# Making a saturated solution of Na₂CO₃

I need to make a saturated solution of $\ce{Na2CO3}$ and according to the available data I should add $22\ \text{g}$ in $100\ \text{ml}$ of water at $25\ ^\circ\text{C}$.

I wanted to make $300\ \text{ml}$ solution, which would require $66\ \text{g}$. But, even after adding $110\ \text{g}$ of the salt, no turbidity appears which might indicate saturation. So I believe that the solution is still not saturated.

However, when I kept the flask overnight, almost the entire salt precipitated out in large crystalline chunks. I am a bit confused as to what the problem might be. Has anyone faced this kind of trouble?

• Can you site your source for the solubility of $Na_2CO_3$ as 22 g/100 mL? I wonder if there is a better estimate. – bobthechemist Jun 30 '13 at 2:32
• @bobthechemist Ullmann's Encyclopedia of Industrial Chemistry (2007) gives a solubility of 31.3 g / 100 g solution at 32 °C. Etacude, an online resource, provides a solubility curve an a table for the temperature depencency. The solubility at 20 °C is given as 21.8 g / 100 g water. – Klaus-Dieter Warzecha Jan 23 '14 at 0:01

$\ce{Na_2CO_3}$ forms several hydrates with decomposition point close to room temperature (30-40 Celsium). Moreover, the solubility of decahydrate decreases with temperature decrease, and solubility of anhydrous salt almost does not depend on temperature and is much higher than solubility of decahydrate. The relevant pictures are googleable by words 'sodium carbonate solubility curve', see 'images' google service, not general search.

So, I believe you have prepared a solution of the salt at the higher temperature at day, but the salt mostly precipitated in form of decahydrate overnight, because the solution cooled significantly at night. Bonus points for this version if you have significant changes in temperature at your work during the nychthemeron.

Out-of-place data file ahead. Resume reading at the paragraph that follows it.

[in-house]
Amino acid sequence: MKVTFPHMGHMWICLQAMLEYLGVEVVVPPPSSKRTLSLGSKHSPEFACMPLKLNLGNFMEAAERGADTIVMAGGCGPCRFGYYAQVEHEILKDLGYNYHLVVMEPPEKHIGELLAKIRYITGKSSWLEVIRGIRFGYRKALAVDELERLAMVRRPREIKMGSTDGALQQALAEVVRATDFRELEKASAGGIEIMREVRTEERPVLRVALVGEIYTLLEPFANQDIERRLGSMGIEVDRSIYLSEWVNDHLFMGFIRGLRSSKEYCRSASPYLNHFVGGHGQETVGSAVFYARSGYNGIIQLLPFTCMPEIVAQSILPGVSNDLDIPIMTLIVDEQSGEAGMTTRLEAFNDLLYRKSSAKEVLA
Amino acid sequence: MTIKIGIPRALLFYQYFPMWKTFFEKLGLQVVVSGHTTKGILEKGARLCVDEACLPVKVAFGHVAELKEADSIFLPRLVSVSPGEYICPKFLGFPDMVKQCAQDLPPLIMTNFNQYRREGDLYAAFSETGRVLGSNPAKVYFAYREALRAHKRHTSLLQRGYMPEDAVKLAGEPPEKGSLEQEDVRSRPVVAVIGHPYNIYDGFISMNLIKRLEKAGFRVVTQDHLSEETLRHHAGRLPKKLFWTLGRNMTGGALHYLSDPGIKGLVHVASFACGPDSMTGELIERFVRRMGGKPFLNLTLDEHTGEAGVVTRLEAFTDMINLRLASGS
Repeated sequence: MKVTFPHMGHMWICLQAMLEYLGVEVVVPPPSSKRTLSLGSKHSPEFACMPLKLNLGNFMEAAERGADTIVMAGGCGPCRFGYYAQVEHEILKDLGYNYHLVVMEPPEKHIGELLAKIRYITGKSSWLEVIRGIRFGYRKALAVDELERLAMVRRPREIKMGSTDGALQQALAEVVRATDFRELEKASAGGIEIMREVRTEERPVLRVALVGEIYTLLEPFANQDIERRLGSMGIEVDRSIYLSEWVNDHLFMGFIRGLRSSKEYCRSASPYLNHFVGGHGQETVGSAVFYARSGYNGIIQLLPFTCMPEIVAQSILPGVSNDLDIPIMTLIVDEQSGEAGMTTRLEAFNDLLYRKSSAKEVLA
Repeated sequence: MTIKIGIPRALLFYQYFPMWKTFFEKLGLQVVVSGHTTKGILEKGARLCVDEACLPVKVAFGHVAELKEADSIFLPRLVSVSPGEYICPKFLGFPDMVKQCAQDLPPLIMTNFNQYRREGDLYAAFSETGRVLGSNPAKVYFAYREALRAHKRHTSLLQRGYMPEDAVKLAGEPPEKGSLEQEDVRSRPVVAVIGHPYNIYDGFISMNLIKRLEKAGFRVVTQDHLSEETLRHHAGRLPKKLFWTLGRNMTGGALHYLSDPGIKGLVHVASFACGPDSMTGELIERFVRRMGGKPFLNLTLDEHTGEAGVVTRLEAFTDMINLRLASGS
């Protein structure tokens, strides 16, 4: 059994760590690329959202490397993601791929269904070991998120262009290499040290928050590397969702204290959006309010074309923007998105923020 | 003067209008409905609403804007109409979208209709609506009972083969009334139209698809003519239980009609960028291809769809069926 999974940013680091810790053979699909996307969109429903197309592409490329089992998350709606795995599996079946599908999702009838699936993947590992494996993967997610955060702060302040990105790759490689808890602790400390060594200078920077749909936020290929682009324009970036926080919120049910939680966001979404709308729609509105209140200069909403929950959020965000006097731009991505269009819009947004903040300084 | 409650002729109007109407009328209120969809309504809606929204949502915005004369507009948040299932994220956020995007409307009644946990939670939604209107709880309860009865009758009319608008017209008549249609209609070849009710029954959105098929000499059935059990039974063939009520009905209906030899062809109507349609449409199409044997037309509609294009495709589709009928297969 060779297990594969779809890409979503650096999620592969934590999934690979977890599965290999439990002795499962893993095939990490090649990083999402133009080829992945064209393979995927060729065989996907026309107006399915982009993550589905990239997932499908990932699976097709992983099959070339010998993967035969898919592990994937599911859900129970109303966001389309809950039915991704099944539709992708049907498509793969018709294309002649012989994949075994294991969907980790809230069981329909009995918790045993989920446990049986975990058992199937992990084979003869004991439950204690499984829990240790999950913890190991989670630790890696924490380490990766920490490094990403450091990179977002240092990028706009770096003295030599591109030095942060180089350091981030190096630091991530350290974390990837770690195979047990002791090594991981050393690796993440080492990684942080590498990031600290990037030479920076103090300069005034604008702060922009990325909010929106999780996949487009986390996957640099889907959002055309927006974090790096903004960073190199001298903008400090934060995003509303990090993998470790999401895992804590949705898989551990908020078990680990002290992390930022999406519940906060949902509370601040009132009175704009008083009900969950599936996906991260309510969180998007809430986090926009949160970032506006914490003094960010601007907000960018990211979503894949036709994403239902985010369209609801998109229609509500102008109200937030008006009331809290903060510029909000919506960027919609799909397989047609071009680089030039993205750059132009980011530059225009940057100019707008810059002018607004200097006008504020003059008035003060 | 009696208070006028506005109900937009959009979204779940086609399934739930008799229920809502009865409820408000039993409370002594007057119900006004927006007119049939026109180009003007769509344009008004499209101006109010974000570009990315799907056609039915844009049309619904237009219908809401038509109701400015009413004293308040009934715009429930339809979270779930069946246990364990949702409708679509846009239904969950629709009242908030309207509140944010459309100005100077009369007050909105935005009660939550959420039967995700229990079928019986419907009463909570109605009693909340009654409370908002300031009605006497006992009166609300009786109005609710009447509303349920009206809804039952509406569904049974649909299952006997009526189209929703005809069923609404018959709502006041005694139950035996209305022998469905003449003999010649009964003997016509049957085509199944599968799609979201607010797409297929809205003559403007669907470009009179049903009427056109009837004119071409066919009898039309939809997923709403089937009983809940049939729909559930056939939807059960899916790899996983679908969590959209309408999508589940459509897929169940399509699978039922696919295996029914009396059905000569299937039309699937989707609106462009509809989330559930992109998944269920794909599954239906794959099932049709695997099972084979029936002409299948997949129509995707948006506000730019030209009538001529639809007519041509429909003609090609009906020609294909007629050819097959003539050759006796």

Second version is that you indeed prepared seemingly oversaturated solution because it is not saturated for anhydrous $\ce{Na_2CO_3}$, but overnight it crystallized, because it is saturated for decahydrate. I'm a bit sceptical about such possibility, though, because significantly oversaturated solution crystallize even on slightest imperfections, and the still not-dissolved salt is a great collection of such imperfections.

In addition, if the solution stayed overnight open, it indeed may consumed some amount of atmospheric $\ce{CO_2}$ and partially transform into sodium hydrocarbonate with much lesser solubility.

One possibility that occurs to me is that some proportion of the carbonate anions underwent an acid-base reaction with the water to form bicarbonate, which is substantially less soluble (96g/L for $\ce{NaHCO3}$ vs. 215g/L for $\ce{Na2CO3}$ at 20°C according to the respective Wikipedia pages, meaning the carbonate salt is nearly twice as soluble in terms of molar ratios), and therefore would precipitate out. The acid-base equilibrium would be driven forward by the formation of said precipitate over time.

As for why no precipitate formed initially, even when the solution was supersaturated, I'm not sure. Normally, preparation of a supersaturated solution would require heating to increase solubility. Then, upon cooling, crystals will precipitate out if given nucleation sites around which to form and/or the solution is physically disturbed. The solvation of sodium carbonate is an exothermic process, so the process would raise the temperature of the solution, but I doubt that's sufficient to explain the unexpectedly great solubility that you observed.

The reason it crystallized was probably because the temperature of the solvent decreased, lowering the solubility level. Also solubility of many solutes are not linearly proportional. Lots of these are solubility curves, so adding 66g to 300ml would not be the same as 33g to 100 ml. When displayed in a graph, the amount of a solute dissolved in a given amount of solvent at the give amount of temperatures, is shown as a quadratic equation. It appears as half a parabola.

• I think you meant "22g in 100ml" instead of "33g in 100ml". – Satwik Pasani Jan 23 '14 at 3:35